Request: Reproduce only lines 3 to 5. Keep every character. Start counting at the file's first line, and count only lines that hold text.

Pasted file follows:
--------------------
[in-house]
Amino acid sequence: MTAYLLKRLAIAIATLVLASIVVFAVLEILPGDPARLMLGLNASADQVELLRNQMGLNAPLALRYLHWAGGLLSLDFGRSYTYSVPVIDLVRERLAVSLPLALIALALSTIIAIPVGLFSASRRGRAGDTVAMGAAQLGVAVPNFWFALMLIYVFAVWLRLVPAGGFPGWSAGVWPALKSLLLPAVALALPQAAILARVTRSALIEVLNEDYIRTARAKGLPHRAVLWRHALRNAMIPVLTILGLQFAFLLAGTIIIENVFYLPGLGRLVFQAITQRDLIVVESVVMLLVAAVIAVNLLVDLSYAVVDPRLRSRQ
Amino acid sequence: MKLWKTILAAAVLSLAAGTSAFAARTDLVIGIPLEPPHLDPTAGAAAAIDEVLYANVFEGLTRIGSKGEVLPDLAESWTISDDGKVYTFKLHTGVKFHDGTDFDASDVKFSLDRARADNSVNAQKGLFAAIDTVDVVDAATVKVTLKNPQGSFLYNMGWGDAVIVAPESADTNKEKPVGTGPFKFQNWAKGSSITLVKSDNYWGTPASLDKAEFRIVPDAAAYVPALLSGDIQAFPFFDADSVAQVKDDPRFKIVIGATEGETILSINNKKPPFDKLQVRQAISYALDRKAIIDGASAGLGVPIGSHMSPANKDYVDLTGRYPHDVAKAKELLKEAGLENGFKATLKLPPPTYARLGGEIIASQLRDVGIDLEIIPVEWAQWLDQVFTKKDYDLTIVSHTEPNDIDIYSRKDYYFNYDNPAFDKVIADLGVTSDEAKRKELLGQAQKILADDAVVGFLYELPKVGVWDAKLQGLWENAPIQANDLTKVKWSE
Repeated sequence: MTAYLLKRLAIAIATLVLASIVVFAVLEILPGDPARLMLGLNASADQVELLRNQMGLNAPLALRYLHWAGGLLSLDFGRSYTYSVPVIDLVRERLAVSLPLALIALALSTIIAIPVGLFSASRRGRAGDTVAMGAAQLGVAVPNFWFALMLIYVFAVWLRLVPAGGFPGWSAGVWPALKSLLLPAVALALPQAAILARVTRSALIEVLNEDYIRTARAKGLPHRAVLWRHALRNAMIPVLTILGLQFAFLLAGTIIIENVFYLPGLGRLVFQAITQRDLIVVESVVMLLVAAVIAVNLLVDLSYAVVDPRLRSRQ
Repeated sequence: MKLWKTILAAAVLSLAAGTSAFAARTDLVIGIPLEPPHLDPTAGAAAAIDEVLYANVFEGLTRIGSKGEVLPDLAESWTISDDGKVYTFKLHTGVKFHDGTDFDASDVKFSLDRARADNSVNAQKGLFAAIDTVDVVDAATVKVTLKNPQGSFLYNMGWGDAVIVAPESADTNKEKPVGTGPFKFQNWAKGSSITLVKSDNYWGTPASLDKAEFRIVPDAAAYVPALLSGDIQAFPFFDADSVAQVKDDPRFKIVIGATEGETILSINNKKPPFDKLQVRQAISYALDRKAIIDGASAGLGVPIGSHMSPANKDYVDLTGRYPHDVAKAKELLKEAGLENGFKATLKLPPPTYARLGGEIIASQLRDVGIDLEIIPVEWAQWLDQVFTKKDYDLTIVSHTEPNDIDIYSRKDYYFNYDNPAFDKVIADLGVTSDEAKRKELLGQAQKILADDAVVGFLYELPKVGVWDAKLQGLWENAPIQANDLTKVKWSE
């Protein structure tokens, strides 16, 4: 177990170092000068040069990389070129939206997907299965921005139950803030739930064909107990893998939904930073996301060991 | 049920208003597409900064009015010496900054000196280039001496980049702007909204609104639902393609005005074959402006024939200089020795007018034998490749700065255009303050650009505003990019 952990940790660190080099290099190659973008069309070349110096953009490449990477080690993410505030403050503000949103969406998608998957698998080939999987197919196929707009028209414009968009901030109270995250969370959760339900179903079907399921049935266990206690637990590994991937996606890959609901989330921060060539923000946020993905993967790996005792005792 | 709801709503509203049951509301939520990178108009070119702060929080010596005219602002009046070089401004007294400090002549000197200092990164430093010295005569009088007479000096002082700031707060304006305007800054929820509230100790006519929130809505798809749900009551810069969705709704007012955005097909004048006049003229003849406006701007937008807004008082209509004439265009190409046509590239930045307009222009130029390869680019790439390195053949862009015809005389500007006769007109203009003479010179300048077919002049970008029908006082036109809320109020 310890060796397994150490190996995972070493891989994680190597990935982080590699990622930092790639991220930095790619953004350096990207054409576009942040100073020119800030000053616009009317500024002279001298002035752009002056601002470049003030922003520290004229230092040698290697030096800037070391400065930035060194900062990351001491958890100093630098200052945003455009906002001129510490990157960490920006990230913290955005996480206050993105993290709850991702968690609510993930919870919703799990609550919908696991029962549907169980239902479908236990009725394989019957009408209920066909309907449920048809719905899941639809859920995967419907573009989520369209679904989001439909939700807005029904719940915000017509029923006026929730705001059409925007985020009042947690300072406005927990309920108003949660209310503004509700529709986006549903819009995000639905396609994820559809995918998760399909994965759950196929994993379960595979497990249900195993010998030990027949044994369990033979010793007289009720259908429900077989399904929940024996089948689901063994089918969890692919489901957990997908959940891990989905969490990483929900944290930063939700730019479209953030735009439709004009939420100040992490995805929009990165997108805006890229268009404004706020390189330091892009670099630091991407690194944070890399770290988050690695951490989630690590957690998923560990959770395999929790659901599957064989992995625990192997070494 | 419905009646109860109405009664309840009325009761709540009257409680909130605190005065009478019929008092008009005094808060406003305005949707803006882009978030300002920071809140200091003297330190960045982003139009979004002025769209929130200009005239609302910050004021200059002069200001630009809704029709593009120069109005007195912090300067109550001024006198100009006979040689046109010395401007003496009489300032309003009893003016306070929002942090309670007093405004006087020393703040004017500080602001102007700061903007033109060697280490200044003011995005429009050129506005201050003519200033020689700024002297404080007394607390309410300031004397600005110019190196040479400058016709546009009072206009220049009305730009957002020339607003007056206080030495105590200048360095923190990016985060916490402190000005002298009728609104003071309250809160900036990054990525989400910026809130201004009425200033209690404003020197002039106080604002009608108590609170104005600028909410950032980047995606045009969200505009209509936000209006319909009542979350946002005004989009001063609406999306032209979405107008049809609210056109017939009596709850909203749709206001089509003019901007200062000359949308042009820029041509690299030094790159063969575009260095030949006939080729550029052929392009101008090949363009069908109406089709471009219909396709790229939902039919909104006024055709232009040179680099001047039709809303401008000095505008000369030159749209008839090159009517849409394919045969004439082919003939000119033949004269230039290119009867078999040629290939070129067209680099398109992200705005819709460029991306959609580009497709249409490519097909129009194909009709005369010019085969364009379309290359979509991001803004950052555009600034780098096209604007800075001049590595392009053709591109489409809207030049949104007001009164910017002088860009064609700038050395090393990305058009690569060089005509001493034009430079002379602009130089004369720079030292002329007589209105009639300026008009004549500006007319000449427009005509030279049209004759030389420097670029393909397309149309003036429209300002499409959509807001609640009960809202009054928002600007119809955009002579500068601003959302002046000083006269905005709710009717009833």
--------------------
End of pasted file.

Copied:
Amino acid sequence: MKLWKTILAAAVLSLAAGTSAFAARTDLVIGIPLEPPHLDPTAGAAAAIDEVLYANVFEGLTRIGSKGEVLPDLAESWTISDDGKVYTFKLHTGVKFHDGTDFDASDVKFSLDRARADNSVNAQKGLFAAIDTVDVVDAATVKVTLKNPQGSFLYNMGWGDAVIVAPESADTNKEKPVGTGPFKFQNWAKGSSITLVKSDNYWGTPASLDKAEFRIVPDAAAYVPALLSGDIQAFPFFDADSVAQVKDDPRFKIVIGATEGETILSINNKKPPFDKLQVRQAISYALDRKAIIDGASAGLGVPIGSHMSPANKDYVDLTGRYPHDVAKAKELLKEAGLENGFKATLKLPPPTYARLGGEIIASQLRDVGIDLEIIPVEWAQWLDQVFTKKDYDLTIVSHTEPNDIDIYSRKDYYFNYDNPAFDKVIADLGVTSDEAKRKELLGQAQKILADDAVVGFLYELPKVGVWDAKLQGLWENAPIQANDLTKVKWSE
Repeated sequence: MTAYLLKRLAIAIATLVLASIVVFAVLEILPGDPARLMLGLNASADQVELLRNQMGLNAPLALRYLHWAGGLLSLDFGRSYTYSVPVIDLVRERLAVSLPLALIALALSTIIAIPVGLFSASRRGRAGDTVAMGAAQLGVAVPNFWFALMLIYVFAVWLRLVPAGGFPGWSAGVWPALKSLLLPAVALALPQAAILARVTRSALIEVLNEDYIRTARAKGLPHRAVLWRHALRNAMIPVLTILGLQFAFLLAGTIIIENVFYLPGLGRLVFQAITQRDLIVVESVVMLLVAAVIAVNLLVDLSYAVVDPRLRSRQ
Repeated sequence: MKLWKTILAAAVLSLAAGTSAFAARTDLVIGIPLEPPHLDPTAGAAAAIDEVLYANVFEGLTRIGSKGEVLPDLAESWTISDDGKVYTFKLHTGVKFHDGTDFDASDVKFSLDRARADNSVNAQKGLFAAIDTVDVVDAATVKVTLKNPQGSFLYNMGWGDAVIVAPESADTNKEKPVGTGPFKFQNWAKGSSITLVKSDNYWGTPASLDKAEFRIVPDAAAYVPALLSGDIQAFPFFDADSVAQVKDDPRFKIVIGATEGETILSINNKKPPFDKLQVRQAISYALDRKAIIDGASAGLGVPIGSHMSPANKDYVDLTGRYPHDVAKAKELLKEAGLENGFKATLKLPPPTYARLGGEIIASQLRDVGIDLEIIPVEWAQWLDQVFTKKDYDLTIVSHTEPNDIDIYSRKDYYFNYDNPAFDKVIADLGVTSDEAKRKELLGQAQKILADDAVVGFLYELPKVGVWDAKLQGLWENAPIQANDLTKVKWSE